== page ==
Encyclopedia of Astrobiology

Living Edition
| Editors: Muriel Gargaud, William M. Irvine, Ricardo Amils, Henderson James Cleaves, Daniele Pinti, José Cernicharo Quintanilla, Michel Viso

Xanthine

  • Kensei KobayashiEmail author
Living reference work entry
DOI: https://doi.org/10.1007/978-3-642-27833-4_5352-1

Synonyms

Chemical Formula

C5H4N4O2

Definition

Xanthine is one of the purine bases, which is widely distributed in the terrestrial biological system, though it is not included among the canonical five nucleic acid bases. Figure 1 shows a molecular structure of xanthine. Its molecular weight is 152.11. Its nucleoside is xanthosine. It is formed by hydrolysis of guanine or is enzymatically converted from guanine by guanine deaminase. It has been reported that some purine bases and pyrimidine bases including canonical nucleic acid bases existed in extracts from carbonaceous chondrites, but the detected bases have not been the same. Among various purines and pyrimidines, only xanthine was reported to be detected as a major base in Murchison meteorite both by GC/C/MS (Martins et al. 2008) and LC/MS (Callahan et al. 2011).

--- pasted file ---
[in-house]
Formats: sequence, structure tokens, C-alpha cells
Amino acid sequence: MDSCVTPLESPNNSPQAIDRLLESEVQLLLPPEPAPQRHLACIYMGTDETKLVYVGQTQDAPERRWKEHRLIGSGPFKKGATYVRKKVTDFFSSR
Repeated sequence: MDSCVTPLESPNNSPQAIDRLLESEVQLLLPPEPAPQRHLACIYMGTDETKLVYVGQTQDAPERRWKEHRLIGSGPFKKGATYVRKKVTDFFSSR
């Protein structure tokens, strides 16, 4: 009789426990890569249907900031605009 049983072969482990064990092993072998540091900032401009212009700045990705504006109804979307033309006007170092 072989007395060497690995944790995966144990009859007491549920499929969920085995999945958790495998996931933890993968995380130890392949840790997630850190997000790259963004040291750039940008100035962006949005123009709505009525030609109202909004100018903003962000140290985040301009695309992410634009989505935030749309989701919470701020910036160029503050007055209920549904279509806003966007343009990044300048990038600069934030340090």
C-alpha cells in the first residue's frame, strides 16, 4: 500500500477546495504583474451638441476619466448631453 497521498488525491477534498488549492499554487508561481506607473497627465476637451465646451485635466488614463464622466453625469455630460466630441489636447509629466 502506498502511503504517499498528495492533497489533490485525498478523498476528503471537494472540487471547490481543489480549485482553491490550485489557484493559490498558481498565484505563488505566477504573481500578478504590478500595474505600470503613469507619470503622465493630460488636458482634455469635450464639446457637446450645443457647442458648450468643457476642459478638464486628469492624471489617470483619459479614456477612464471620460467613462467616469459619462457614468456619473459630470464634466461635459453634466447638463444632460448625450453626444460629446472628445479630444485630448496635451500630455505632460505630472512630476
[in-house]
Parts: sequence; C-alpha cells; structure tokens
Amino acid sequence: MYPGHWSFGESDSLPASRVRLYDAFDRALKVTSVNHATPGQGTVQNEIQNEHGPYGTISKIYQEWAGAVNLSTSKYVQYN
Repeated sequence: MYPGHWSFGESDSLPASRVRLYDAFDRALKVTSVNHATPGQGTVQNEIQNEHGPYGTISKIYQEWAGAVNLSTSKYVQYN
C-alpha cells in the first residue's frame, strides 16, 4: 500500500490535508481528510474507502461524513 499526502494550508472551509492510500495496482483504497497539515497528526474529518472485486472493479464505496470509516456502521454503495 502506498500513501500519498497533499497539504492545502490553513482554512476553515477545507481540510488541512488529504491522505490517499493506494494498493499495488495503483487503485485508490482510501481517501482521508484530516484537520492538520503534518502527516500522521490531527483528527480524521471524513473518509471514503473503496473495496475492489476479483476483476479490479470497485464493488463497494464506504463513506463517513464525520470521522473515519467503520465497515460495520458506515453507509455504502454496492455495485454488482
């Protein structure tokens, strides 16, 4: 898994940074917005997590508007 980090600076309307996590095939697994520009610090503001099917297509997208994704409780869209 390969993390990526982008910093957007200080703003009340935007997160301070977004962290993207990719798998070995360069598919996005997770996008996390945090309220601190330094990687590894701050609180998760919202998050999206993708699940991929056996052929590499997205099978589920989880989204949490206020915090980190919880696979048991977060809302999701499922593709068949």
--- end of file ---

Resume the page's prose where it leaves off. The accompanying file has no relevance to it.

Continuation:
Fig. 1

Molecular structure of xanthine

Cross-References

References and Further Reading

  1. Callahan MP, Smith KE, Cleaves HJ II, Ruzicka J, Stern JC, Glavine DP, House CH, Dworkin JP (2011) Carbonaceous meteorites contain a wide range of extraterrestrial nucleobases. Proc Natl Acad Sci U S A 108:13995–13998ADSCrossRefGoogle Scholar
  2. Martins Z, Botta O, Fogel ML, Sephton MA, Glavin DP, Watson JS, Dworkin JP, Schwartz AW, Ehrenfreund P (2008) Extraterrestrial nucleobases in the Murchison meteorite. Earth Planet Sci Lett 270:130–136ADSCrossRefGoogle Scholar

Copyright information

© Springer-Verlag GmbH Germany, part of Springer Nature 2019

Authors and Affiliations

  1. 1.Department of ChemistryYokohama National UniversityYokohamaJapan